One of the struggles I’ve had with at-home workouts in the past is that it’s virtually impossible to monitor my own form. But another cool thing about Mirror is that it takes this obstacle out of the equation by allowing you to simultaneously watch the instructor and check out your own reflection. It might seem kind of inconsequential, but I’ve fallen out of enough yoga poses at home to know that this is a total gamechanger.

At $1495 (plus a $39/month subscription to classes), let’s be clear that Mirror is a pretty hefty investment. But one justification might be that when you divide the upfront cost into 12 months, plus the monthly subscription, the expense comes out to roughly $165/month—right on par with the premium gym membership I had been pondering before trying Mirror out. Which begs the question: Does Mirror offer enough to replace a bona fide gym membership?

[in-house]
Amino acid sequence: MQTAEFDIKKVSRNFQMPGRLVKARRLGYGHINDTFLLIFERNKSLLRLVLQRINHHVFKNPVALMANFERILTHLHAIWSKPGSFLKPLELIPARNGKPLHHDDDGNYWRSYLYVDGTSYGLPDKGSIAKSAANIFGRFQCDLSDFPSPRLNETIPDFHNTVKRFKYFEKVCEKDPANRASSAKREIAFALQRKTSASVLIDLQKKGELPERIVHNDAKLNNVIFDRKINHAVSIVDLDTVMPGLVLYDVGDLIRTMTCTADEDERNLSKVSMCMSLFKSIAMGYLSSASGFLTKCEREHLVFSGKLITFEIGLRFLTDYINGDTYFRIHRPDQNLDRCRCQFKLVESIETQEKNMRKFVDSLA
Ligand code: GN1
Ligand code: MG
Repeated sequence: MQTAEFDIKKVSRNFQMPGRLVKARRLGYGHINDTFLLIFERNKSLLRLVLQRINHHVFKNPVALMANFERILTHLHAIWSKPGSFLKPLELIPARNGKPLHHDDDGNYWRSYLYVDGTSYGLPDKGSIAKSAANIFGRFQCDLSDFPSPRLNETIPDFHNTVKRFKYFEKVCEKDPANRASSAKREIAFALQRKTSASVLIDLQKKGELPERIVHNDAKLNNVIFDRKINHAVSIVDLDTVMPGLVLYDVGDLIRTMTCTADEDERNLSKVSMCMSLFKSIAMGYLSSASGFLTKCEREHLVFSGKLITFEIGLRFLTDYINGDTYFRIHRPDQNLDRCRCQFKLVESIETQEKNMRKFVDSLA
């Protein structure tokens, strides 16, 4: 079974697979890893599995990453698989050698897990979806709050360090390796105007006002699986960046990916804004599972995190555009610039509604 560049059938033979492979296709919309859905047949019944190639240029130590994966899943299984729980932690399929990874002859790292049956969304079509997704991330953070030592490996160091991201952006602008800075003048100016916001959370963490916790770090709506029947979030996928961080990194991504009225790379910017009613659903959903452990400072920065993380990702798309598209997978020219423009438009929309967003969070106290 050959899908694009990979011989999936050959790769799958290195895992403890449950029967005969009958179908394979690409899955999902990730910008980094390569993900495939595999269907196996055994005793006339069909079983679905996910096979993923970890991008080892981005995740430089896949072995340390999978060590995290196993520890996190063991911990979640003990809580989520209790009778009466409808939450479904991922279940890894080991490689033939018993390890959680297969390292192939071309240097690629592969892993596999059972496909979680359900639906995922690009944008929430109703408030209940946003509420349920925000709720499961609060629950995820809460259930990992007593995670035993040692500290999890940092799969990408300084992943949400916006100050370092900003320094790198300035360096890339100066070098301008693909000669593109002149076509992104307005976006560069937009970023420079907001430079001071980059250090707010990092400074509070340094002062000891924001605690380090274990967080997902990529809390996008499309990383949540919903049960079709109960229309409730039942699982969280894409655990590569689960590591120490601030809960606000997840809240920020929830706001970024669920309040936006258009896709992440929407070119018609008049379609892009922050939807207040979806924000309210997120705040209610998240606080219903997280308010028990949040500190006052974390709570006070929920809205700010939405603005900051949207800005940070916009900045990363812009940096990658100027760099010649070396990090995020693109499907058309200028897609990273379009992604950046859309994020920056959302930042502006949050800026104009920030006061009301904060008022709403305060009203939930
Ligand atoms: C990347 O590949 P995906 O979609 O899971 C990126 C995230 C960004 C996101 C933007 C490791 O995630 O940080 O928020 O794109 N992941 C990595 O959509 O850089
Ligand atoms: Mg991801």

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The Mirror At-Home Workout $1495
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the mirror home gym review
Victoria Hoff 

The Specifics

My first order of business after the Mirror team installed the device on my bedroom wall? That would be logging into the app, which would serve as my hub and remote for all things Mirror. This is where the device’s bank of workouts lives—all handily filtered out by category, level of difficulty, available equipment instructor, and duration.